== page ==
While most everyone else spent the year discussing Haig’s How to Stop Time, which I did also enjoy very much, I found myself much preferring this one. The macabre humour is brilliant and while vampires are occasionally seen as overplayed now, he handles them with joy here and fits them into the modern world seamlessly. As with all the best books, it’s about the truth of being human, which is often shown very well through those that aren’t. Despite the gore, it’s very sweet.

You can read my full review here, or buy a copy of the book here.

3. The Sculptor by Scott McCloud

David Smith was once the most admired sculptor in America. He was a young talent who could do no wrong; that is, until his creativity dried up. Now stagnating and unable to produce anything, he is desperate. So desperate that he makes a deal with Death – David can now sculpt any material with just his hands, but he will die in 200 days. To make matters more complicated, he’s just fallen in love…

I’m not the biggest reader of graphic novels, but there was something about this one that blew me away. The plot of a creative person struggling with creation is something I can totally get on board with – I have written painfully little in the last year – and the artwork is simply stunning. I would go so far as to say that it couldn’t have worked as a straight novel; seeing is everything with this one. A brilliant tale of obsession, carelessness and art.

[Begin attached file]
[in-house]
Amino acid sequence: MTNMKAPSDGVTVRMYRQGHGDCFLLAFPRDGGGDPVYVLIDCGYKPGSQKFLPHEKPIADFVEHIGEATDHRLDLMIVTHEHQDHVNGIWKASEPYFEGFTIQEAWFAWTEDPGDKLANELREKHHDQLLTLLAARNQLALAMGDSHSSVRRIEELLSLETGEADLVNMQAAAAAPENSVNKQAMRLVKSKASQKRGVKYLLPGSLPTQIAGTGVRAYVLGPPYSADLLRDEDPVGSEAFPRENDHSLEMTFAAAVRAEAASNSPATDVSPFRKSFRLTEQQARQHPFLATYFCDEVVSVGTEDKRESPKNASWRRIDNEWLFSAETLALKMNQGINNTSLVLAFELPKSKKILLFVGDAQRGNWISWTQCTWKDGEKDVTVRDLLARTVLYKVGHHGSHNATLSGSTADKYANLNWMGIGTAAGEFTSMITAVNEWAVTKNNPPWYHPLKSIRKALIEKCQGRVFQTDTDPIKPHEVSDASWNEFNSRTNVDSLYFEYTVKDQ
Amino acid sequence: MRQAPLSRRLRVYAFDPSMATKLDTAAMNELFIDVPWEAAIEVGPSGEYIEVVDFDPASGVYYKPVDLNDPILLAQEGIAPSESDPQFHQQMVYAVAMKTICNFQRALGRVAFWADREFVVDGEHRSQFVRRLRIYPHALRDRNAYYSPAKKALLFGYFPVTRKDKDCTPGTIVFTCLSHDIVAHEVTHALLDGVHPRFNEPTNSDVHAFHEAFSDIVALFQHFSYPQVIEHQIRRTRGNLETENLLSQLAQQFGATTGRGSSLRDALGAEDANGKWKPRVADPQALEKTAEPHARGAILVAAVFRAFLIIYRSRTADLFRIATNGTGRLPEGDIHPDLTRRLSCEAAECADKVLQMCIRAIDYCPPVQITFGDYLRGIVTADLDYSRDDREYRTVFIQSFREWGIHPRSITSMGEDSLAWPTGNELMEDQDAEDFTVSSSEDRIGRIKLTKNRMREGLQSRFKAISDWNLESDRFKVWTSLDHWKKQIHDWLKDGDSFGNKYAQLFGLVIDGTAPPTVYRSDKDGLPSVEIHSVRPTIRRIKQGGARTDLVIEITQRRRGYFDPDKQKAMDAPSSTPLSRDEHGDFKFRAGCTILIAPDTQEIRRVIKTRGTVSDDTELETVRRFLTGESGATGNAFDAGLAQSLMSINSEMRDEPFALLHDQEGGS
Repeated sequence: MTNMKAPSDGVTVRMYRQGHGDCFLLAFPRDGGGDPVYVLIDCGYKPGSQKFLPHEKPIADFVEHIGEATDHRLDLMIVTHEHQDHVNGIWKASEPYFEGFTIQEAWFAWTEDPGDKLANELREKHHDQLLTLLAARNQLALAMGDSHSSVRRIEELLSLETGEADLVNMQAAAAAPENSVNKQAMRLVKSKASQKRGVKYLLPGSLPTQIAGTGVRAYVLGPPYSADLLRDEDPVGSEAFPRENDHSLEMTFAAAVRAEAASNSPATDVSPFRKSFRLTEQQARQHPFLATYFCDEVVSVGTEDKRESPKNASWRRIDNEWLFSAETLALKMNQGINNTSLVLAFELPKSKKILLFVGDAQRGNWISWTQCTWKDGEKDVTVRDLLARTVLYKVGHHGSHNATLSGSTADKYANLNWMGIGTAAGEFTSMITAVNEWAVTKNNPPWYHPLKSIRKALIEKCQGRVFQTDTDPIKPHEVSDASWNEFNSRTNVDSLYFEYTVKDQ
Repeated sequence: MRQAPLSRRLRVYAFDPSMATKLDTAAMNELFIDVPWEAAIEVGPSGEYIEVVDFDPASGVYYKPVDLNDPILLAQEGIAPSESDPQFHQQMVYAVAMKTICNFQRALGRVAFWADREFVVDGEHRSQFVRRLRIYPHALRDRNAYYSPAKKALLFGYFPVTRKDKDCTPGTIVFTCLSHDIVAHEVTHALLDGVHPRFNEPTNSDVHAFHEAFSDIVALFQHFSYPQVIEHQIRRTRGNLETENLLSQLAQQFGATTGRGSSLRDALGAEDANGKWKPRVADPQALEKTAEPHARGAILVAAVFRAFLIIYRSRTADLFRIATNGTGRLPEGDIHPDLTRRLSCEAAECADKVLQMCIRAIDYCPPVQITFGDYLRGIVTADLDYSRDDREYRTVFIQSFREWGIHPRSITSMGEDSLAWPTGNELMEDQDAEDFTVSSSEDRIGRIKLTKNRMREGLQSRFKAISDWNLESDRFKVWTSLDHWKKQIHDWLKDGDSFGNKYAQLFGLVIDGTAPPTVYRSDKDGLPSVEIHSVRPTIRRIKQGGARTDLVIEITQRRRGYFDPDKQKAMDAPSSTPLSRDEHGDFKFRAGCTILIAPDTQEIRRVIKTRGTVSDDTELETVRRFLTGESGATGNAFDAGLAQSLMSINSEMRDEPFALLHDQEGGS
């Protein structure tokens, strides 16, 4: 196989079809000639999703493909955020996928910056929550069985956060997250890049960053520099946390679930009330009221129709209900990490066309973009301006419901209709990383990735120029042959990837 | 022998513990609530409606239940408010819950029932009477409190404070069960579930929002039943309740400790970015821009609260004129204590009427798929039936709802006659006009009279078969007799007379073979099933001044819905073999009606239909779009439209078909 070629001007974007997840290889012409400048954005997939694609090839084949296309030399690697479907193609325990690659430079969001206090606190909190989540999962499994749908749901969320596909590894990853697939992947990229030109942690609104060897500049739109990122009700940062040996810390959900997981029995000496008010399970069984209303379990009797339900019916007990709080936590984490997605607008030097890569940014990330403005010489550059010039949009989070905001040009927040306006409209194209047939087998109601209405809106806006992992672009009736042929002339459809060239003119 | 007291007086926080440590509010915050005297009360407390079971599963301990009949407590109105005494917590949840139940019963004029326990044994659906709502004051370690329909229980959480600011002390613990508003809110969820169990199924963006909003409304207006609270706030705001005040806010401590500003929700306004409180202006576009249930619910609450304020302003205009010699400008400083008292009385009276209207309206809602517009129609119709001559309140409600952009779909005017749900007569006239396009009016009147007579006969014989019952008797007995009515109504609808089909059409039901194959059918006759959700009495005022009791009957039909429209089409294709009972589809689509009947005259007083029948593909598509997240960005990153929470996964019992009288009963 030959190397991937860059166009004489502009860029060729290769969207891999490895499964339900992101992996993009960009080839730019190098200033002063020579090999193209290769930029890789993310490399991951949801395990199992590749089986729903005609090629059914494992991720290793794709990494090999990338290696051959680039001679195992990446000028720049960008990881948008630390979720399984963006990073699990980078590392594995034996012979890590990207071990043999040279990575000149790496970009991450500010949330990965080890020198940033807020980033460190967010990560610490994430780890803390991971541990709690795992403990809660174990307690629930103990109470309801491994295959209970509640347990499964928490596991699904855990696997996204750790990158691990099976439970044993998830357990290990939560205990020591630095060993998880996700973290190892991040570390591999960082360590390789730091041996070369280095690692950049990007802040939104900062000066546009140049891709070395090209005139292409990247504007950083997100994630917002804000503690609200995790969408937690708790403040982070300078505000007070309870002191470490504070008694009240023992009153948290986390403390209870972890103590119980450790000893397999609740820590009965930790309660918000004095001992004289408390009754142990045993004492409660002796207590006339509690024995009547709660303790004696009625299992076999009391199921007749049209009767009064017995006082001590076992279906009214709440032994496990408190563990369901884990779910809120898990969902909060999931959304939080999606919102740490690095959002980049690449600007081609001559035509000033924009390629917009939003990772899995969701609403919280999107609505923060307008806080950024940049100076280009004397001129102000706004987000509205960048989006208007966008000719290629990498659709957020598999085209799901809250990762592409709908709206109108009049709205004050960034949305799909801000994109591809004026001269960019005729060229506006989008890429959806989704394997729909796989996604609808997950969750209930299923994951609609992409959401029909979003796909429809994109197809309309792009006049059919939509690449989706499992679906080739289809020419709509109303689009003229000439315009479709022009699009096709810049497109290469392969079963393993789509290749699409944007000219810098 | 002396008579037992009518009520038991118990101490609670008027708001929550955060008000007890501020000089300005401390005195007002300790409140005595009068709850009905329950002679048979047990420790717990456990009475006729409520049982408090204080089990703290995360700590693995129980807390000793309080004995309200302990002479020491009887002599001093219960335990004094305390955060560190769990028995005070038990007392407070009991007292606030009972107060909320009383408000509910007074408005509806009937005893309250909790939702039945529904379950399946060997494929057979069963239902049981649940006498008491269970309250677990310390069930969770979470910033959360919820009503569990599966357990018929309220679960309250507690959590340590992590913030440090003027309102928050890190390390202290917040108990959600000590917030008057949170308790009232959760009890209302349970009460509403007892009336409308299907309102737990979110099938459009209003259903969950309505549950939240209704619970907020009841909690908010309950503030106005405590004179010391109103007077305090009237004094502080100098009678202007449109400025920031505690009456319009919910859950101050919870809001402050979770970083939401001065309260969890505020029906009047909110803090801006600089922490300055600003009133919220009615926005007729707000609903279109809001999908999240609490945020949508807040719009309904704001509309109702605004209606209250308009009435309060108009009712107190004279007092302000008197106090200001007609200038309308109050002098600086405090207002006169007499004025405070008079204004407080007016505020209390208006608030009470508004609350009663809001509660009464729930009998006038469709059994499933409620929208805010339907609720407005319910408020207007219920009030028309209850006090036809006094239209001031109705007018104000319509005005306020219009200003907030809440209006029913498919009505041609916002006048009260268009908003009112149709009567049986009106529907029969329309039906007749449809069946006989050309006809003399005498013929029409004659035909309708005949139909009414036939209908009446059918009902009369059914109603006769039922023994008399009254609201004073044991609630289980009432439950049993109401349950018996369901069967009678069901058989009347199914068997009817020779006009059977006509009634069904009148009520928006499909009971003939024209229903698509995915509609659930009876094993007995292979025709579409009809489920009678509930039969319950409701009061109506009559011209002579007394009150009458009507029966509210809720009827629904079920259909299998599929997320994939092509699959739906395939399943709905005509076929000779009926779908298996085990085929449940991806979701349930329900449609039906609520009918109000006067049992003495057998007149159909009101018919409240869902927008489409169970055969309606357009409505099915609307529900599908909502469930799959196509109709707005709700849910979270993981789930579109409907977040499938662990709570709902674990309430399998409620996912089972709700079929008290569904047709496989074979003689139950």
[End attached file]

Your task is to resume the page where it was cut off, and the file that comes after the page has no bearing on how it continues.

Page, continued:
You can read my full review here, or buy a copy of the book here.

4. Never Let Me Go by Kazuo Ishiguro

I try and only have books that were new to me in the top 10, but I usually fail. This year I failed twice because I dipped back into two of my favourite novels of all time. Never Let Me Go takes us to a boarding school with a curious curriculum and a set of students who seem to have very little idea about what awaits them in the real world. As we follow Kathy and her discovery of what purpose she and her classmates including Tommy and Ruth have been born to do, we find ourselves in a twisted version of Britain where humanity took a very dark turn.

It had to be on this list, really, because it is one of my favourite books of all time. An insidiously terrifying novel that begins as something quite innocent and quaint but soon devolves into something truly horrific. Nonetheless, like The Radleys, it is once again about being human, but this time with a focus on creativity, the nature of the soul and rights of an individual. So many questions remain unanswered that you’ll wish there was more of it, but it’s actually perfect as it is. A true modern classic.

You can read my full review here, or buy a copy of the book here.

5. Wonder by R. J. Palacio

August Pullman has Treacher Collins syndrome, which gives him an appearance considered unusual by most people. He prefers to hide away under his astronaut helmet and has so far been home-schooled to protect him from bullies. His parents decide that he should go to middle school, but once there it seems that no one can look past his face, and children’s honesty is not always well received.